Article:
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A-Team Insight Blogs

Datafeed Dilemma

Q: When is a datafeed not a datafeed? A: When it’s a datafeed handler. When we were compiling our wonderful report Faster Than A Speeding Bullet: Low Latency Architectures And Building Blocks For Tomorrow’s Trading Applications, we included profiles of vendors who sell datafeed handlers. At first, we left out Reuters Data Feed Direct because we had it marked as a datafeed itself, but – upon further investigation – we decided we had to include it. For Reuters Data Feed Direct is perhaps more a datafeed handler than it is a datafeed itself.

Take a look at Reuters own marketing information and (IMHO) the impression one gets is that RDFD is indeed a datafeed. For starters, the product name suggests it, and mention of it being a “fully managed” service reinforces that view.

RDFD is indeed managed – Reuters suppliers the hardware, the software, supports the whole enchilada and handles all of the vital administrative functions such as pro-active monitoring, retransmissions, symbology mapping, listing changes, options rollover, etc. Yep, it’s managed.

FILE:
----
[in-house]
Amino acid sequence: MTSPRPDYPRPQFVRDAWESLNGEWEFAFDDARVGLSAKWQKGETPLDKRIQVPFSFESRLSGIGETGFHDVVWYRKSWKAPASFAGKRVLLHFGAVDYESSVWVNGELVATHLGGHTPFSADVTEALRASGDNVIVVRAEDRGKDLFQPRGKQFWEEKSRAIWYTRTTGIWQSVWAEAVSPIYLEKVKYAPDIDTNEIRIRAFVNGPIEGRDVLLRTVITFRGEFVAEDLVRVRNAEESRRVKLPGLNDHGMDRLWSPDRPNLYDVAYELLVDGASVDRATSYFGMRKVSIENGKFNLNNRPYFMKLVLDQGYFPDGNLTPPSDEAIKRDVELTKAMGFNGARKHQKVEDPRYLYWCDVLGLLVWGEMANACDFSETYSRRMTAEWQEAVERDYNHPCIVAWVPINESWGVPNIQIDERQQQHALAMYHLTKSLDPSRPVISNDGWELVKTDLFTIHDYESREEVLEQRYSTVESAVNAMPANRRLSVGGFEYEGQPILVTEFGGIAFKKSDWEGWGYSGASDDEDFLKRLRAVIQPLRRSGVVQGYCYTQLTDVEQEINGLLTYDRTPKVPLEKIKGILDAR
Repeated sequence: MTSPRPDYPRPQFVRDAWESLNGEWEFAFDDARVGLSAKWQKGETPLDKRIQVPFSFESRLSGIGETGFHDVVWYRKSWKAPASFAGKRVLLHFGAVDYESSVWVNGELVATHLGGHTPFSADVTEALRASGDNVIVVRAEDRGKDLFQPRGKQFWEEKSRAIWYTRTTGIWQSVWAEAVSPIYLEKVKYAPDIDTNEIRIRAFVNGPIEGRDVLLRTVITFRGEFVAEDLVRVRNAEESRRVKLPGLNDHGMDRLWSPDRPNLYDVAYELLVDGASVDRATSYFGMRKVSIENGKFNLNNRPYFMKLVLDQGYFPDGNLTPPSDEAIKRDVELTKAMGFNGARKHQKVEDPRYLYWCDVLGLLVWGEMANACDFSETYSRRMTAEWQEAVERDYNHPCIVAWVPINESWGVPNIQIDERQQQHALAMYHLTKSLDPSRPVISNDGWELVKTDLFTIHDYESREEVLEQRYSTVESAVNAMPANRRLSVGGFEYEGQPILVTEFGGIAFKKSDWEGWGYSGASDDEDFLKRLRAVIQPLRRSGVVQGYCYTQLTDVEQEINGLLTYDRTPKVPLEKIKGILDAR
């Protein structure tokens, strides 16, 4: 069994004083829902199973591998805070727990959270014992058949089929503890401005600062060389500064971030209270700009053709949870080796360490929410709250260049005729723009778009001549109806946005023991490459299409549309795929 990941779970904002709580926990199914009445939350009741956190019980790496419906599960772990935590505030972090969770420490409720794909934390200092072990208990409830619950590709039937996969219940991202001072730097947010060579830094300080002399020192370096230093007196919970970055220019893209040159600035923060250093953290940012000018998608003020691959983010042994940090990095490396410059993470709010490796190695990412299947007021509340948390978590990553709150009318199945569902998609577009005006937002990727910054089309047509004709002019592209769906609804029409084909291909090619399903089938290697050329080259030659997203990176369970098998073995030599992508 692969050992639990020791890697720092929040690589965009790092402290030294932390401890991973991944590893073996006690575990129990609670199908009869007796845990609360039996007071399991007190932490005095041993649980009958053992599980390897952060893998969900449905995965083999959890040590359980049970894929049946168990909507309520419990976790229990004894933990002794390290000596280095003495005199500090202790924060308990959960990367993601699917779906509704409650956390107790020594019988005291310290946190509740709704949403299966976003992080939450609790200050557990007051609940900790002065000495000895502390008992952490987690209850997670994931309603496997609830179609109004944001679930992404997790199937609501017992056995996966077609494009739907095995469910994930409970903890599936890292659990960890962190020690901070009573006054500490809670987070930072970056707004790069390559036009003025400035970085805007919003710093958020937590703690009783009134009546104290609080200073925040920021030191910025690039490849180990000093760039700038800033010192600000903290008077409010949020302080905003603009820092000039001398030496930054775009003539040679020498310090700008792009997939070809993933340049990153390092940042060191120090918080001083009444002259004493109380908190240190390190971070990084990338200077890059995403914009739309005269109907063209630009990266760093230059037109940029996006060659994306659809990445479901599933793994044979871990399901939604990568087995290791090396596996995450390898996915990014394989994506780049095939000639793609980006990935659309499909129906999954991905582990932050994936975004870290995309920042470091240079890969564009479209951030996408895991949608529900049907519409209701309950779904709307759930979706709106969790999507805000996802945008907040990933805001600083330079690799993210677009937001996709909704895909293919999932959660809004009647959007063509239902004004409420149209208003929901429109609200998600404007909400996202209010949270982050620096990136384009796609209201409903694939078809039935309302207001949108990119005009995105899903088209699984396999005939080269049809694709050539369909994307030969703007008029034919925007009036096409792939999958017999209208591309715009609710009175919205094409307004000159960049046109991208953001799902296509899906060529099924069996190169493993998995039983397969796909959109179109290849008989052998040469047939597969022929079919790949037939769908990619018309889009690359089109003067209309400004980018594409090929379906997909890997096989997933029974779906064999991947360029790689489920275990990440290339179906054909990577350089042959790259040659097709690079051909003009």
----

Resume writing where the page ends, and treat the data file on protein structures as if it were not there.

But when it comes to connecting with the data sources – NYSE, Nasdaq, OPRA etc. – that is down to the customer to manage, so it is the customer who contracts directly with the data source, and who deals with connectivity directly to the data source. Feeds from the various sources arrive at the customer separately, and are integrated via the RDFD platform at the customer. Sounds like a datafeed handler to me (and I used to program these suckers, freezing my ass off in the computer rooms at customer sites, so I should know).

I guess it’s the word “Direct” in the product name that is key here. As it is for Interactive Data’s DirectPlus, which combines the integration of direct feeds with a hosted proximity solution to reduce latency to a minimum. Oh, I gather that Reuters plans also to introduce a proximity service this year.

Until next time … here’s some good music.

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